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27 Lies: Luke’s Story (The Truth About Love) is NOW LIVE!
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I was young and naive. I thought I could save the world. I thought that protecting those around me from hurt and pain was what I was born to do. She made me feel that way. Ava Links, the little girl who was too fucking stubborn for her own good. The little girl who absorbed the hurt and pain of everyone around her and tried to bring sunshine to them all. The little girl who didn’t give a damn if people picked on her about wearing a crown and tutu every day. A little girl who somehow looked at me, expecting—no, damn near demanding—I protect her.
I saw the pain she hid, and as I grew older, I understood that pain. The pain of being so much to so many that there is really never a “you”.
I took control of my life...
I had to get away from everyone who pulled at me in order to claim myself. When I became the man I was destined to be, I began to live. Then, one drunken night, Ava Links, no longer a little girl, said the right damn thing to me, and everything changed. After seven years of fucking her while home on leave with no expectations, now my life is out of control…
One bad dream, one I love you, one night of pushing her the hell out of my life, one drummer stealing her heart, and one explosion took everything away.
Lies are told.
Lies are unraveling.
Lies are going to destroy.
These are my truths.
Standing erect atop the gray sidewalk is the light pole that he was crushed against, pinned between it and a car, while on his way to get me a Snickers bar that I didn’t need.
No, I need him.
I stand on the balcony and take in a calming breath. The babies are sleeping inside, freshly bathed, adorned in the cutest clothes money can buy, swaddled in their very own Bingos that I have in triplicate because my father insists I need them that way. Their bellies are full, and they have been rocked asleep in my arms.
There is no way they can actually be affected by my pain, my anger, my sadness, but I never want them to. Therefore, if I keep my grief to their sleeping hours, I know they will be okay. I close my eyes tight and pray they will be okay.
Praying. Why do I still bother?
I place my elbows on the brick overhang, peering down at that spot where black meets gray, where the love of a man and a woman got taken away in the blink of an eye.
But it’s not gone. My love. T and my love will never go away. We have a forever love.
I stand back and wrap my arms tight around myself, letting out a low groan and releasing the pain, the anger, the hate, and all the ugly in a place where I know I can, where it will not affect a soul.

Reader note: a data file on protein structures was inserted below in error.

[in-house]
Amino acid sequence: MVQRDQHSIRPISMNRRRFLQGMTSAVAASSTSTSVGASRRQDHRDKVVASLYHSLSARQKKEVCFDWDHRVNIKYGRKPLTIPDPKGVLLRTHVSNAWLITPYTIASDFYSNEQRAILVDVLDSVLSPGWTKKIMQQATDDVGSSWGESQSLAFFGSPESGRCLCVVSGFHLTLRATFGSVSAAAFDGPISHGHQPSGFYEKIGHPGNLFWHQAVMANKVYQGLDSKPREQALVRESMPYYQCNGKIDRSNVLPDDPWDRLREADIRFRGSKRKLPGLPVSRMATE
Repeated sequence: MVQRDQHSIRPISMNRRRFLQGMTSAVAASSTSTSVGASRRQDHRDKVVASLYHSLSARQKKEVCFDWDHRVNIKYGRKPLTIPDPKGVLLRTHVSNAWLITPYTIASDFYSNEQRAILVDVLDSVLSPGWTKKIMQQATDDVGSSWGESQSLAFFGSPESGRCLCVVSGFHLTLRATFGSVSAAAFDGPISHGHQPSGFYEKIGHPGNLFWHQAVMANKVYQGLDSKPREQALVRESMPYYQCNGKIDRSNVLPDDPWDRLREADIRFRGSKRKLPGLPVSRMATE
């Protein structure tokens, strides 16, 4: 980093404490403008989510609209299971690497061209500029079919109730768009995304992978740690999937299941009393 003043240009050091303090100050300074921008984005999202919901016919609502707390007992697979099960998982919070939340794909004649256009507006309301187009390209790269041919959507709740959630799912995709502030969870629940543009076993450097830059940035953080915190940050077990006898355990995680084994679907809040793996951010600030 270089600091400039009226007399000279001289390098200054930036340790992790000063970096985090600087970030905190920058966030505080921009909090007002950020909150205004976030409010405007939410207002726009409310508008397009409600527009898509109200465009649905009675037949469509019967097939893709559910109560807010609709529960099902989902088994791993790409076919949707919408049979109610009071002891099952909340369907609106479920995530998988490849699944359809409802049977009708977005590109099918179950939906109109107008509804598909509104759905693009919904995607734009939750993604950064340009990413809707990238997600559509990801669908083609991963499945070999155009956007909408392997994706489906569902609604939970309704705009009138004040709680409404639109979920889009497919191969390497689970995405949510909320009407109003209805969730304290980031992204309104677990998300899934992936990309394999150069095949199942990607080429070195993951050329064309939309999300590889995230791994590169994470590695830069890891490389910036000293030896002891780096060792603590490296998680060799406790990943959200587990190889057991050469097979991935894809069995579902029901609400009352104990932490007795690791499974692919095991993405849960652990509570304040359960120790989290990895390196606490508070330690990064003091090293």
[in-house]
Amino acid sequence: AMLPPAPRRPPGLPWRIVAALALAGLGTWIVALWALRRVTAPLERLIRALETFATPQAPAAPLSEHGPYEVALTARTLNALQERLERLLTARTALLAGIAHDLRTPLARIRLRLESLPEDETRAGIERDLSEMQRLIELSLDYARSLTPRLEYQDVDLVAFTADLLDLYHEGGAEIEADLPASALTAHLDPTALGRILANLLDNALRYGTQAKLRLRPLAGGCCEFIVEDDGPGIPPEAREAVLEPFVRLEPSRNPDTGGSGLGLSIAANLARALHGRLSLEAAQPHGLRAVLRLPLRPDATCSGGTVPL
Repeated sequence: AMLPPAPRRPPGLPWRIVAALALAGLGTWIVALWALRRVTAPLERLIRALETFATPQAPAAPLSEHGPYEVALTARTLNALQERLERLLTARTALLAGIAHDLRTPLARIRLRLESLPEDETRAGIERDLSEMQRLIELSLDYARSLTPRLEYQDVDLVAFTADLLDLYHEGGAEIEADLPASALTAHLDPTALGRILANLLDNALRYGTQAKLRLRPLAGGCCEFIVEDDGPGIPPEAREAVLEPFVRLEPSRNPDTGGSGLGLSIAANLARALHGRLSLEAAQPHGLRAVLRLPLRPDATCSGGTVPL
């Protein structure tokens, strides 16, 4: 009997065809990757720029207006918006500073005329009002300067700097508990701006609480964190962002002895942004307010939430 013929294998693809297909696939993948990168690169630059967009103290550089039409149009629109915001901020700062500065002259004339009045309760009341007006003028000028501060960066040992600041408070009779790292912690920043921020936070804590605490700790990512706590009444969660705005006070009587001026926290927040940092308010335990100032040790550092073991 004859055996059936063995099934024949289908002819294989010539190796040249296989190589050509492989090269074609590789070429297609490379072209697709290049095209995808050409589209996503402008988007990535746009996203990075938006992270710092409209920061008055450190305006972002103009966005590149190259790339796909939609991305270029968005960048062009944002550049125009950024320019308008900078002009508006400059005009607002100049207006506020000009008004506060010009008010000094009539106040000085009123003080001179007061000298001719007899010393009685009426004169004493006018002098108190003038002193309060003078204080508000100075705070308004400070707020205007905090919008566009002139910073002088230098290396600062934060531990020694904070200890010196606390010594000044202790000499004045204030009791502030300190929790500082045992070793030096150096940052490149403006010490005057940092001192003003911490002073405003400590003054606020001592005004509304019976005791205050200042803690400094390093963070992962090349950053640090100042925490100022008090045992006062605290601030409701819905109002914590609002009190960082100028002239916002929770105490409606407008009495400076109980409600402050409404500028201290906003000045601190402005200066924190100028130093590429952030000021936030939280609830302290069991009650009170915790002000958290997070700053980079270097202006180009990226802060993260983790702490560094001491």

The clouds use this time to part, and the sun peers through and shines down on me. Emotions come to a roiling boil in that moment, and I shut my eyes, seeing Thomas smiling back at me.
The sun … The sun is T, my T, my love and my pain.
Really, there isn’t anything I look at that doesn’t remind me of him and the insurmountable love I have for a man who loved me so much. He lied during the pregnancy so my pain wasn’t as severe, making me believe he was the father of both our children.
There are lies in love, just as much as there are truths.
A man will tell a woman he loves that she doesn’t look fat in that dress, or that she is the best he’s ever had, or that she is the most beautiful women on the planet. It may not be true, but he believes it enough to tell her those things, to make her happy and feel beautiful, and not fat, and the best he has ever had.
A man like Thomas Hardy would do that for a girl like me.
The pain of his absence is so copious it makes me sick. Sick to my stomach to the point I do throw up. My body can’t take the sickness it feels while it breathes in the air that surrounds me, in a world without T.
I slowly lower myself to my knees and cover my face as the tears spill out, the way they do when I am on this balcony that should have a rooftop garden that we grew together. A garden that grows and blooms, and comes to life, surrounded by our love.
I sit back against the brick wall as I take in the comfort of the pain’s release. I cry until I can’t anymore, and then I take a deep breath and stand up. I close my eyes once again, one last time for now, and picture him and all the beauty that is him.